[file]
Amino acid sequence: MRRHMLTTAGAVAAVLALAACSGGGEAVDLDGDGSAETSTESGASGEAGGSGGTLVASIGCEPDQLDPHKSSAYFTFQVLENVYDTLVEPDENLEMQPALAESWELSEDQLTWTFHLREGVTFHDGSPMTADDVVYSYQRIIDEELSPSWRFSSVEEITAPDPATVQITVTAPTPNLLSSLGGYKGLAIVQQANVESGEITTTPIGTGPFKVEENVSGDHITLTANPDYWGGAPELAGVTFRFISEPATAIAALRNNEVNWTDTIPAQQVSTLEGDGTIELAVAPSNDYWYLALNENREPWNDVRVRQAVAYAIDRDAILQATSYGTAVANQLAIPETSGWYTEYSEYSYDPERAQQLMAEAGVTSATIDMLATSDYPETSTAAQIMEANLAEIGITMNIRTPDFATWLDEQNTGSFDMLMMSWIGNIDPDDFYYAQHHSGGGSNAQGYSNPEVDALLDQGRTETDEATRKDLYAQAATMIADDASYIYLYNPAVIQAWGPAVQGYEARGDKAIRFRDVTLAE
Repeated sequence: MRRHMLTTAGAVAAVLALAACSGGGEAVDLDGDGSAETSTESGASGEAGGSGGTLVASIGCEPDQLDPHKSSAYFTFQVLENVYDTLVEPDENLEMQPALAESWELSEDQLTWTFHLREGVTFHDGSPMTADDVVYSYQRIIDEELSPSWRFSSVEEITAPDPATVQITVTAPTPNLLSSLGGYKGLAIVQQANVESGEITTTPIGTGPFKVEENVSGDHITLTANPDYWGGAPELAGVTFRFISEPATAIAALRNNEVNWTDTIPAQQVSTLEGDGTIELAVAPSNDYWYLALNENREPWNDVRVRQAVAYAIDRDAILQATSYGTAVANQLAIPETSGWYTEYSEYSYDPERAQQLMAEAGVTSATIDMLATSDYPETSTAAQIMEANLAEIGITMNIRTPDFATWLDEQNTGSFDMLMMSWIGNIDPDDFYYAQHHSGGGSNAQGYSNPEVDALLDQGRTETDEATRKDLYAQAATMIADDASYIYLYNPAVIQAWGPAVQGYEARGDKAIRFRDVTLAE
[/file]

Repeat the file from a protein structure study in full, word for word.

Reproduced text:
Amino acid sequence: MRRHMLTTAGAVAAVLALAACSGGGEAVDLDGDGSAETSTESGASGEAGGSGGTLVASIGCEPDQLDPHKSSAYFTFQVLENVYDTLVEPDENLEMQPALAESWELSEDQLTWTFHLREGVTFHDGSPMTADDVVYSYQRIIDEELSPSWRFSSVEEITAPDPATVQITVTAPTPNLLSSLGGYKGLAIVQQANVESGEITTTPIGTGPFKVEENVSGDHITLTANPDYWGGAPELAGVTFRFISEPATAIAALRNNEVNWTDTIPAQQVSTLEGDGTIELAVAPSNDYWYLALNENREPWNDVRVRQAVAYAIDRDAILQATSYGTAVANQLAIPETSGWYTEYSEYSYDPERAQQLMAEAGVTSATIDMLATSDYPETSTAAQIMEANLAEIGITMNIRTPDFATWLDEQNTGSFDMLMMSWIGNIDPDDFYYAQHHSGGGSNAQGYSNPEVDALLDQGRTETDEATRKDLYAQAATMIADDASYIYLYNPAVIQAWGPAVQGYEARGDKAIRFRDVTLAE
Repeated sequence: MRRHMLTTAGAVAAVLALAACSGGGEAVDLDGDGSAETSTESGASGEAGGSGGTLVASIGCEPDQLDPHKSSAYFTFQVLENVYDTLVEPDENLEMQPALAESWELSEDQLTWTFHLREGVTFHDGSPMTADDVVYSYQRIIDEELSPSWRFSSVEEITAPDPATVQITVTAPTPNLLSSLGGYKGLAIVQQANVESGEITTTPIGTGPFKVEENVSGDHITLTANPDYWGGAPELAGVTFRFISEPATAIAALRNNEVNWTDTIPAQQVSTLEGDGTIELAVAPSNDYWYLALNENREPWNDVRVRQAVAYAIDRDAILQATSYGTAVANQLAIPETSGWYTEYSEYSYDPERAQQLMAEAGVTSATIDMLATSDYPETSTAAQIMEANLAEIGITMNIRTPDFATWLDEQNTGSFDMLMMSWIGNIDPDDFYYAQHHSGGGSNAQGYSNPEVDALLDQGRTETDEATRKDLYAQAATMIADDASYIYLYNPAVIQAWGPAVQGYEARGDKAIRFRDVTLAE